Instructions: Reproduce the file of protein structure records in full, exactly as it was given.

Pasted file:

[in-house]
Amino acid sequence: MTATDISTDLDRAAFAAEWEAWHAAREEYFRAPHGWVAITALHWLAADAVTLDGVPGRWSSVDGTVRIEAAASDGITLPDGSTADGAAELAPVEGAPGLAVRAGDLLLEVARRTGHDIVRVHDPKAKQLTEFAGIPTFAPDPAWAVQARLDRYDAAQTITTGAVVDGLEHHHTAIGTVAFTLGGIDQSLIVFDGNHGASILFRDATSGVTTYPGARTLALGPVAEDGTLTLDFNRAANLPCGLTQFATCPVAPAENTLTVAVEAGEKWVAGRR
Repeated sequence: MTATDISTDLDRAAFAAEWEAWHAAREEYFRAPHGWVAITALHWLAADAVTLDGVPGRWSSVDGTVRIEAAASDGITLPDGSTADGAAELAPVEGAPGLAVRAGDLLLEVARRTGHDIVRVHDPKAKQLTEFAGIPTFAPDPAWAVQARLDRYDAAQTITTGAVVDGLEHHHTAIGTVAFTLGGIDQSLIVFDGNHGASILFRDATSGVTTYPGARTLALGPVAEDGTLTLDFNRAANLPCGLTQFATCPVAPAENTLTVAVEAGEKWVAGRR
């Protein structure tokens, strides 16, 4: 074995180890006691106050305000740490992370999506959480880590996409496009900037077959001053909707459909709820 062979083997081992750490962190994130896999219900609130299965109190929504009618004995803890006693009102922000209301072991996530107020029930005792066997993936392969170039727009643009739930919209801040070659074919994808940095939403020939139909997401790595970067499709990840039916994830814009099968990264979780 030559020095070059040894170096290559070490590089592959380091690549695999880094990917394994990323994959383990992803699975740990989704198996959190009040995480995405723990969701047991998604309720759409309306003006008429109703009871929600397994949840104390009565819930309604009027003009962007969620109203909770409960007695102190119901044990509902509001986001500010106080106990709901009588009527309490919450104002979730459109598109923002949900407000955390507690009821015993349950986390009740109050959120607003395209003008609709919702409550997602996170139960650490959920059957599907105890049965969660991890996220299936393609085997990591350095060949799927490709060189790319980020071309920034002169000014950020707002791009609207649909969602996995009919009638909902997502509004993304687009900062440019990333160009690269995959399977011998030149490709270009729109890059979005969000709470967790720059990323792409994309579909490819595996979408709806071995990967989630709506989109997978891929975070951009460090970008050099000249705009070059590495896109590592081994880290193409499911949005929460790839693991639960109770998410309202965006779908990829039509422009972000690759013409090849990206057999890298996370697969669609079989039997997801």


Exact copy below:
[in-house]
Amino acid sequence: MTATDISTDLDRAAFAAEWEAWHAAREEYFRAPHGWVAITALHWLAADAVTLDGVPGRWSSVDGTVRIEAAASDGITLPDGSTADGAAELAPVEGAPGLAVRAGDLLLEVARRTGHDIVRVHDPKAKQLTEFAGIPTFAPDPAWAVQARLDRYDAAQTITTGAVVDGLEHHHTAIGTVAFTLGGIDQSLIVFDGNHGASILFRDATSGVTTYPGARTLALGPVAEDGTLTLDFNRAANLPCGLTQFATCPVAPAENTLTVAVEAGEKWVAGRR
Repeated sequence: MTATDISTDLDRAAFAAEWEAWHAAREEYFRAPHGWVAITALHWLAADAVTLDGVPGRWSSVDGTVRIEAAASDGITLPDGSTADGAAELAPVEGAPGLAVRAGDLLLEVARRTGHDIVRVHDPKAKQLTEFAGIPTFAPDPAWAVQARLDRYDAAQTITTGAVVDGLEHHHTAIGTVAFTLGGIDQSLIVFDGNHGASILFRDATSGVTTYPGARTLALGPVAEDGTLTLDFNRAANLPCGLTQFATCPVAPAENTLTVAVEAGEKWVAGRR
């Protein structure tokens, strides 16, 4: 074995180890006691106050305000740490992370999506959480880590996409496009900037077959001053909707459909709820 062979083997081992750490962190994130896999219900609130299965109190929504009618004995803890006693009102922000209301072991996530107020029930005792066997993936392969170039727009643009739930919209801040070659074919994808940095939403020939139909997401790595970067499709990840039916994830814009099968990264979780 030559020095070059040894170096290559070490590089592959380091690549695999880094990917394994990323994959383990992803699975740990989704198996959190009040995480995405723990969701047991998604309720759409309306003006008429109703009871929600397994949840104390009565819930309604009027003009962007969620109203909770409960007695102190119901044990509902509001986001500010106080106990709901009588009527309490919450104002979730459109598109923002949900407000955390507690009821015993349950986390009740109050959120607003395209003008609709919702409550997602996170139960650490959920059957599907105890049965969660991890996220299936393609085997990591350095060949799927490709060189790319980020071309920034002169000014950020707002791009609207649909969602996995009919009638909902997502509004993304687009900062440019990333160009690269995959399977011998030149490709270009729109890059979005969000709470967790720059990323792409994309579909490819595996979408709806071995990967989630709506989109997978891929975070951009460090970008050099000249705009070059590495896109590592081994880290193409499911949005929460790839693991639960109770998410309202965006779908990829039509422009972000690759013409090849990206057999890298996370697969669609079989039997997801």